A total of 10 observational studies for SARS reported all-cause mortality. Results from studies with low risk of bias revealed a statistically significant association between glucocorticoids treatment and improved all-cause mortality in SARS patients (RR, 0.48; 95% CI, 0.29–0.79; I2 = 10%; PI, 0.21–1.09) (Fig. 2). Though the overall RR from studies of all risk levels showed no association between glucocorticoids treatment and all-cause mortality in SARS patients (RR, 1.1; 95% CI, 0.74–1.63; I2 = 99%) (Supplementary Figure 7, https://links.lww.com/SHK/B230), sensitivity analyses excluding studies with a high risk of bias or excluding studies reporting use of multiple glucocorticoids showed a similar result with that from studies with low risk of bias (RR, 0.67; 95% CI, 0.45–1; I2 = 97%) (Supplementary Table 6, https://links.lww.com/SHK/B225)). Funnel plot analysis showed no asymmetry (Supplementary Figure 16, https://links.lww.com/SHK/B231), and the Egger test (P = 0.489) detected no significant small-study effects, and additionally results from the Duval and Tweedie's trim-and-fill procedure (with five added studies) were identified with our initial results.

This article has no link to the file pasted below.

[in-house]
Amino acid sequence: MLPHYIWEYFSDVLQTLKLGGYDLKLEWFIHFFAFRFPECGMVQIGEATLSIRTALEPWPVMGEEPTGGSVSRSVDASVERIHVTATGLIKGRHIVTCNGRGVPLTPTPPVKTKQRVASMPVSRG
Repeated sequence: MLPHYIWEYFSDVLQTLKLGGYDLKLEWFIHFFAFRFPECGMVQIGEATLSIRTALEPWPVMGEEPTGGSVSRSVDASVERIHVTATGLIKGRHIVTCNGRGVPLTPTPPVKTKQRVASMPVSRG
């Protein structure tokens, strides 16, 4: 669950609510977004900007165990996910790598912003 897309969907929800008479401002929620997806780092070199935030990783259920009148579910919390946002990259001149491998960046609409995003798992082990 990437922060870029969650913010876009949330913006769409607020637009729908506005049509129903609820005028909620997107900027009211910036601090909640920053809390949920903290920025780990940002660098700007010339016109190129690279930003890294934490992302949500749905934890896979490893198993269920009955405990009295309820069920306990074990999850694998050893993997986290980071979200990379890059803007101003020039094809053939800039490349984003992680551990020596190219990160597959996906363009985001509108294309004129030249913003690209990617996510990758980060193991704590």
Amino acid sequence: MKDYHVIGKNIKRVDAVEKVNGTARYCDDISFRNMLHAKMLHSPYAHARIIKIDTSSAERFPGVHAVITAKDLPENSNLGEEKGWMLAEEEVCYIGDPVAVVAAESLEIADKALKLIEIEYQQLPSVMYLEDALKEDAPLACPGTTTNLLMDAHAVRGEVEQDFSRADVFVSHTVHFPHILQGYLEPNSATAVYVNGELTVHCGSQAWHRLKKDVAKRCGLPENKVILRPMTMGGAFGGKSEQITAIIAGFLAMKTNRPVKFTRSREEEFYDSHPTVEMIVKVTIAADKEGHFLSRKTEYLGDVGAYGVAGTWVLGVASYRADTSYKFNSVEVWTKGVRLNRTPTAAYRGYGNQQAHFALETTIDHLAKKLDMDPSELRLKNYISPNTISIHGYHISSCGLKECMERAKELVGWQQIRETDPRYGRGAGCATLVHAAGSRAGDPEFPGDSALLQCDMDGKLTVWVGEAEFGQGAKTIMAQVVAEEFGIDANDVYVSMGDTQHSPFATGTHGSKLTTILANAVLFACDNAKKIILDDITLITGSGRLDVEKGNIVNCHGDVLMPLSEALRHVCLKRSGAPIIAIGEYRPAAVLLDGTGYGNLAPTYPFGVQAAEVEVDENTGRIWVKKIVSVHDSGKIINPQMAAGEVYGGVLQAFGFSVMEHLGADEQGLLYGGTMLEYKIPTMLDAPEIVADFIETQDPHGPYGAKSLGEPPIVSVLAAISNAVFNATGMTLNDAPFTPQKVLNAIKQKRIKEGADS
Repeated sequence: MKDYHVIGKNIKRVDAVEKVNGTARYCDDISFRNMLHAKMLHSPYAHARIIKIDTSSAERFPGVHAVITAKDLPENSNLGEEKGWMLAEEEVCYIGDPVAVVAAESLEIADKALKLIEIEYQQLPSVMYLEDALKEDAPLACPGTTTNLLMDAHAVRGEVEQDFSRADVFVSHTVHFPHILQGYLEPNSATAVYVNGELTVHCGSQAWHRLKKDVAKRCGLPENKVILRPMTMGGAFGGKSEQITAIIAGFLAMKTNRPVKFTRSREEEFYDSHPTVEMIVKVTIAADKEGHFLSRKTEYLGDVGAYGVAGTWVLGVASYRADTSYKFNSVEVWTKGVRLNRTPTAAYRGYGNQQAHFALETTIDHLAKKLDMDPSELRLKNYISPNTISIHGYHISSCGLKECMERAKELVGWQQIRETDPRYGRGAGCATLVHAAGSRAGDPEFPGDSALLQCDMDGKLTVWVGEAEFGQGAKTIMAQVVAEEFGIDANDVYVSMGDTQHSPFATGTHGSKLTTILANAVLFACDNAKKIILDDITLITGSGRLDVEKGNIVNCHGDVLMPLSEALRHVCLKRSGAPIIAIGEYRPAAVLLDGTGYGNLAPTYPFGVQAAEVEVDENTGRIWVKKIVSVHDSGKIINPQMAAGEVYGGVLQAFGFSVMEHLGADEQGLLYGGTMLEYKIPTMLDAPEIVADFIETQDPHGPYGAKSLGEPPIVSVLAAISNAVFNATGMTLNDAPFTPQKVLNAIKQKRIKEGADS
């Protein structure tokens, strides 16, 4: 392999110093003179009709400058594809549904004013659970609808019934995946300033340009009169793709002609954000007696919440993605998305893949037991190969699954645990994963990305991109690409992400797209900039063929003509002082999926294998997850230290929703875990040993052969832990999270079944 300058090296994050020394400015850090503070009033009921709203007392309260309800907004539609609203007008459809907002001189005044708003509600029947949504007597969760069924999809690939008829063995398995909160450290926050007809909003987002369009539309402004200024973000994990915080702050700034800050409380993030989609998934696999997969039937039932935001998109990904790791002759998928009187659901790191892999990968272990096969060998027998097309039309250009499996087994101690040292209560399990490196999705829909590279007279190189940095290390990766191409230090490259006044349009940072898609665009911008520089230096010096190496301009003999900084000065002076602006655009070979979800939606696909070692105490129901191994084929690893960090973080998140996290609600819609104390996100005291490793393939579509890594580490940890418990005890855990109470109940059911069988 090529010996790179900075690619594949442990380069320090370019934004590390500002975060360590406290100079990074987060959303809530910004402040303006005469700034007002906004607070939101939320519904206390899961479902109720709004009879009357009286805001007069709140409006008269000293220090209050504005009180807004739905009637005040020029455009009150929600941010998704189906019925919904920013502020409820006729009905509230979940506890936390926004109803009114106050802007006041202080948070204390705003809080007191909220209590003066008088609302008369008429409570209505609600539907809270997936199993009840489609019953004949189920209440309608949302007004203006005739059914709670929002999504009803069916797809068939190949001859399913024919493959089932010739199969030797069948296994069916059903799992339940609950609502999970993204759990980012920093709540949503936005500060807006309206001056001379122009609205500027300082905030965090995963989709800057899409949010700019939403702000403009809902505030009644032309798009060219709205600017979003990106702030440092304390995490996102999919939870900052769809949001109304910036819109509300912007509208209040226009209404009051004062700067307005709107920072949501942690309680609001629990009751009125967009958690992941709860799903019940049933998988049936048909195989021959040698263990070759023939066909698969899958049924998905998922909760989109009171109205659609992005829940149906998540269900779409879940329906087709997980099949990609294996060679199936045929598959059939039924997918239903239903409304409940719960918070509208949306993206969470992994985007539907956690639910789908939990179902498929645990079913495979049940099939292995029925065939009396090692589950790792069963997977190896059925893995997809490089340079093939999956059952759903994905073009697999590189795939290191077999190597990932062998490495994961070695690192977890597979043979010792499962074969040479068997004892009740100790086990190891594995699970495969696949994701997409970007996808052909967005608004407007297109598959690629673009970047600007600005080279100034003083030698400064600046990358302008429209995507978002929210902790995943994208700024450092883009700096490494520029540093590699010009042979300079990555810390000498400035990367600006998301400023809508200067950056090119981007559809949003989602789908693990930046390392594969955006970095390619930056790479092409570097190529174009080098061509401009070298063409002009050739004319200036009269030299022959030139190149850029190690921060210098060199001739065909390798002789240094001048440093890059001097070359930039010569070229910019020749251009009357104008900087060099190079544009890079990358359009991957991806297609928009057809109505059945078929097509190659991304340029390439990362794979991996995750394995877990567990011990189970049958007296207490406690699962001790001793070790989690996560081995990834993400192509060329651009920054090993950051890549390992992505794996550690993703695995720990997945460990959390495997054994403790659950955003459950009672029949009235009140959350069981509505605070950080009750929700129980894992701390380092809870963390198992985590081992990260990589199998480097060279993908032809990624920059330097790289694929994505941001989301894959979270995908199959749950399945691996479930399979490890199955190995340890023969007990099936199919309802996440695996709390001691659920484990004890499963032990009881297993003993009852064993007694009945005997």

Secondary outcome: mortality-including composite outcome